Counter-clockwise or clockwise, tough decision. The top of Burma Road
is the highpoint, steep going up the face, go the other way and you gradually climb up. Most of the trail is singletrack comprised of packed gravel. There is good footing except for the steep portion between the canal and Wolf Tree
Trail. The Burma Road
section is an old BLM fire road. This trail is fabulous because you make a transition from the river bottom and its unique ecosystem to the top of Burma where you start getting into more forest. Then you hit the backside high desert plains, and eventually head back into the river. Of course, you'll get high and wonderful overlooks along the Monument Ridge.
$5 parking fee for Smith Rock State Park. Parking is an issue during busy weekends. Hot months bring extra water. Really, bring extra water.
There are 3 parking lots in Smith Rock State Park, plus the bivouac area, plus the parallel parking along the fence, plus along side the road. This route starts at the metal gate in the middle of the main parking lot facing the pay machine on your right. Just follow the path toward the ravine. When you see the covered picnic table you'll know you are close to the start. Directly after the table is an overlook. From the overlook, you can see into the ravine where you'll have to find the bridge.
Hike down the Chute
Trail to the bridge and cross. Decision time. Turn right to take the loop counter-clockwise. This way gets the steepest part of the trail out of the way in the beginning, then it's a slow downhill cruise. Turning left to take this loop clockwise allows you to gradually gain altitude, then drop steeply down the Burma Road
The direction described here takes the loop counter-clockwise.
After crossing the bridge turn right onto Wolf Tree
Trail. This will follow the river and slowly curve around to the right. When you pass the horse ford you'll then be on Burma Road
, start watching the cliff's to your left. There are nesting Golden Eagles in this area. There are at least seven established nests, but only one is occupied each year. There will be a sign that says Student Wall and Burma Road
, keep right on Burma Road
. At this point you'll begin an ascent of close to 1,000ft over the next 1.75 miles. Pretty good huff and puff. One zig and a zag you reach the irrigation canal. If it is running, don't let your pets or small children get too close to the crumbly edge.
You'll follow the doubletrack across the face of the Marsupial Range to reach the top. Stop often to rest and take pictures. Once you gain enough elevation, you can observe Mt. Bachelor to the SW, the Three Sisters Mountains to W-SW, Mt. Jefferson to the W, and on a good day, Mt. Hood to the NW. Not to mention getting really good views of Smith Rock and the Misery Ridge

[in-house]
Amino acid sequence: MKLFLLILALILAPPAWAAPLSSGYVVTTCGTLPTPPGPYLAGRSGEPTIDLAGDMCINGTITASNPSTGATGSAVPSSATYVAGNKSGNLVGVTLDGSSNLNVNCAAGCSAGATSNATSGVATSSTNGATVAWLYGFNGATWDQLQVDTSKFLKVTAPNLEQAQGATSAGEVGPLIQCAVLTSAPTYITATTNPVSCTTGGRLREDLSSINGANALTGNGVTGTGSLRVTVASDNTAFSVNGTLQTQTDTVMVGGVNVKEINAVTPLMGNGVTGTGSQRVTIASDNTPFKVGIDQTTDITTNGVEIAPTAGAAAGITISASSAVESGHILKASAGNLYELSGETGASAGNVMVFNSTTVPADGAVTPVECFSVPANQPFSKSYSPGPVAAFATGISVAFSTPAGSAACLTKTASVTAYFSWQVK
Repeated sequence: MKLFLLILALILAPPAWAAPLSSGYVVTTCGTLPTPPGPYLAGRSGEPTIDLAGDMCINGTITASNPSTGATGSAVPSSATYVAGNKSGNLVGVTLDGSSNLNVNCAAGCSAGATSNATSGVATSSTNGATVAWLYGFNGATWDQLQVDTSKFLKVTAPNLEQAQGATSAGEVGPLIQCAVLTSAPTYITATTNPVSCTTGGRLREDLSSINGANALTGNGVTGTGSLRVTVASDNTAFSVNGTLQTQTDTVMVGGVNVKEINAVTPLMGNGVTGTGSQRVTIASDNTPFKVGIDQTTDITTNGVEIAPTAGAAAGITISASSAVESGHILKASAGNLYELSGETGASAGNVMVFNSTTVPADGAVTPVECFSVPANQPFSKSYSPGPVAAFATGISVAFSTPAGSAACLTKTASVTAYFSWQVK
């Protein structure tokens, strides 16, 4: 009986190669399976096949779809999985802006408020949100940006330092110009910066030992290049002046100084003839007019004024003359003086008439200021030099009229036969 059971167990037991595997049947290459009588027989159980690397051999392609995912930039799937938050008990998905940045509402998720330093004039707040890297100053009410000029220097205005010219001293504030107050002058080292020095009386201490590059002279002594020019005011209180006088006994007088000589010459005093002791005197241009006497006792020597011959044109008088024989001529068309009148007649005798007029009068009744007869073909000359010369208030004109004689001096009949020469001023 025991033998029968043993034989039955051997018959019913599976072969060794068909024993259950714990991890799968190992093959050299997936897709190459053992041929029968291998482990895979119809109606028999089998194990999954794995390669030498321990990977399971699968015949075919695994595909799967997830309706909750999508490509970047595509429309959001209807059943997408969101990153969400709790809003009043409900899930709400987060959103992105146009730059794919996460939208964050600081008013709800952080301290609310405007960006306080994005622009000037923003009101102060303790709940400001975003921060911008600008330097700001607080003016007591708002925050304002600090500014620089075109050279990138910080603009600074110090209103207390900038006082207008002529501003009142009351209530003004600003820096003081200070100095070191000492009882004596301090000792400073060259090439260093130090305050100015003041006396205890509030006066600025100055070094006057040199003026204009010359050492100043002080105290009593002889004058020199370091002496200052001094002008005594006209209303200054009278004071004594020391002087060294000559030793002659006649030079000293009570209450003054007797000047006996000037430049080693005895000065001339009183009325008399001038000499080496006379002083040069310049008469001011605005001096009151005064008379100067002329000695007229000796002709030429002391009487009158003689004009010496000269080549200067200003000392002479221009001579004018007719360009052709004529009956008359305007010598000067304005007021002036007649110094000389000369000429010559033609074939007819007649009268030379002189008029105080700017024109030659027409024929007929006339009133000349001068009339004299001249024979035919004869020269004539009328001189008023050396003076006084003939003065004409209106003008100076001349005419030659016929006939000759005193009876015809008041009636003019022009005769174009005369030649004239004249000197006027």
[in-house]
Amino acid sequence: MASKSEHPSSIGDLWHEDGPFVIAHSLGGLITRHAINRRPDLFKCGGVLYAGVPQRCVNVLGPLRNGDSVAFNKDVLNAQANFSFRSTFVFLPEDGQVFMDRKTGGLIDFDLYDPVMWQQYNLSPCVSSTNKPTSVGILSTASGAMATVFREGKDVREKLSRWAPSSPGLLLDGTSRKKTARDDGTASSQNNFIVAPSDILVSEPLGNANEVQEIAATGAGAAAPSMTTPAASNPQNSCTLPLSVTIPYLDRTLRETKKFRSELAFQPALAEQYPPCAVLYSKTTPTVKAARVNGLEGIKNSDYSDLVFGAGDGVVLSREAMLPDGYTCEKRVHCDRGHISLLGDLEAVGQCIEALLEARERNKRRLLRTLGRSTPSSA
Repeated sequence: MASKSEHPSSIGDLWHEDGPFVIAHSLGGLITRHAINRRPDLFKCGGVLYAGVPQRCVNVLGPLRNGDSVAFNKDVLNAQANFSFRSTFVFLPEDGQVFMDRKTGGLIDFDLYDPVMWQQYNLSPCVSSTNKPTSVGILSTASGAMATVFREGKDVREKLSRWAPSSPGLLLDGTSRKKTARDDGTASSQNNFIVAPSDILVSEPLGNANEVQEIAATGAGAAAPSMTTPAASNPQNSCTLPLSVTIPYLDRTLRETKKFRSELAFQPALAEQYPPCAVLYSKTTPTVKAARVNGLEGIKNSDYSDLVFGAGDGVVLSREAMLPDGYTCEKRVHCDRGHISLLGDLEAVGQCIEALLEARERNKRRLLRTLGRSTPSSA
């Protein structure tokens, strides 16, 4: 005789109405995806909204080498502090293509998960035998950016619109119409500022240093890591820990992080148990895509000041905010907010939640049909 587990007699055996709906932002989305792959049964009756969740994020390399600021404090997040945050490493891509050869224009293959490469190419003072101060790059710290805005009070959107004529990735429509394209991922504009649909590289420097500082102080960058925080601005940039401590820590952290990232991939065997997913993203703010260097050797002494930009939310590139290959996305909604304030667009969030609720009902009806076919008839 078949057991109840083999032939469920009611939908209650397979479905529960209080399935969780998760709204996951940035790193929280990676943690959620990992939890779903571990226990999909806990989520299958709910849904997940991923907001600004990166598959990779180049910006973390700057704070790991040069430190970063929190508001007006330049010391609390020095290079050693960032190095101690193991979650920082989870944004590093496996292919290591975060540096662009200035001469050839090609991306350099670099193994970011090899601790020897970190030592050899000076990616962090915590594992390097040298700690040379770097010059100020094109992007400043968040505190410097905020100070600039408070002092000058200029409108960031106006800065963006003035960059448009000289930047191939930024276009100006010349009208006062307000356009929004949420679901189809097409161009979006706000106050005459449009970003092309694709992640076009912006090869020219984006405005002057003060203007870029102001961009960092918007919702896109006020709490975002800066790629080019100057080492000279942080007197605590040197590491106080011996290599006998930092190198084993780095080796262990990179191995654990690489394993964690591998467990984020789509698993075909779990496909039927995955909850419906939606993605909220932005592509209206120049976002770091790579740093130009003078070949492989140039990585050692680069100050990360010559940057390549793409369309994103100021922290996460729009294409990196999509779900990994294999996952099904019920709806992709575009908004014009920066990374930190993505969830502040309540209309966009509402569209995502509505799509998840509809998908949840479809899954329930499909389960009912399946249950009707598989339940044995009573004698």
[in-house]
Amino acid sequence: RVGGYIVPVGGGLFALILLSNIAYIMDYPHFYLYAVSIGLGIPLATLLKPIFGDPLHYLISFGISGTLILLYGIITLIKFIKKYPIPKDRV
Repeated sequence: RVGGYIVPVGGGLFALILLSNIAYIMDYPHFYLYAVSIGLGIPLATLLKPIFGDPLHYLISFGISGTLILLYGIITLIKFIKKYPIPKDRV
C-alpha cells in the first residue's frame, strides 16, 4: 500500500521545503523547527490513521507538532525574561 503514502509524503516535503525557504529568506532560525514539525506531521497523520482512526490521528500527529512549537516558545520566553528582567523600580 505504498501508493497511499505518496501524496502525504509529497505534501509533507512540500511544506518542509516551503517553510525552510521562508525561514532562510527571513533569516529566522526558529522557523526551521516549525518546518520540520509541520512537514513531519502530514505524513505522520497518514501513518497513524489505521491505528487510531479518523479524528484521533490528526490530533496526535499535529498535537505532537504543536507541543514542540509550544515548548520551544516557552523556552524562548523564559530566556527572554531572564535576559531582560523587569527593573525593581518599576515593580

Once on top, you can take off on the Gray Butte Trail for about another 20+miles of hiking/biking.
Following this trail to the west, you'll get the dull pleasure of many switchbacks, then the trail will bear off the west and you start approaching the tops of the Monument Range. You can sneak over the edge for some breathtaking views, there are some areas marked as sensitive, please be respectful.
The trail continues to wander down the backside through trees and is a delightful romp through the high desert ecosystem. As the trail turns back to the south you'll descend back into the river environment.
As you descend to the river you'll be able to observe the back side of the Monkey Face Spiral, and as you walk around it, you'll get a close-up of the Monkey "Face". Dilemma time comes again when you reach an intersection with the Mesa Verde
Trail. Either choose taking a left on Mesa Verde
Trail, or continue on the River Trail
Continuing on the River Trail
will take you along the river, around Southern Tip and then back to the bridge. Bear left and the Mesa Verde
Trail will join the Misery Ridge
Trail and take back over the top of the ridge. The latter cuts about a mile off the loop, but adds another 700 feet up, then 700 down to the hike.
I chose the River Trail
around the Southern Tip of Smith Rock. The diversity of the river ecosystem combined with coloration and erosion patterns of the south side of Smith Rock exhibit world-class beauty. This area is the reason this State Park was named one of the Seven Wonders of Oregon.
Just follow the River Trail
back to the bridge you first came across and cross back. At this point, you'll be faced with the most difficult hill in the park, the Chute
Trail. It is not any steeper than the rest, it is very short, but you'll definitely feel the burn. An easier alternative is to follow the service road (Canyon trail connector) to the right and back to the parking lot.
From river valley to high desert, this park has a wonderful transition through several ecosystems. Watch for Golden Eagles and Falcons as they both nest along this trail. Watch for ducks, geese, river otters, falcons, marmots, deer, and the once-every-decade-or-so Mountain Lion.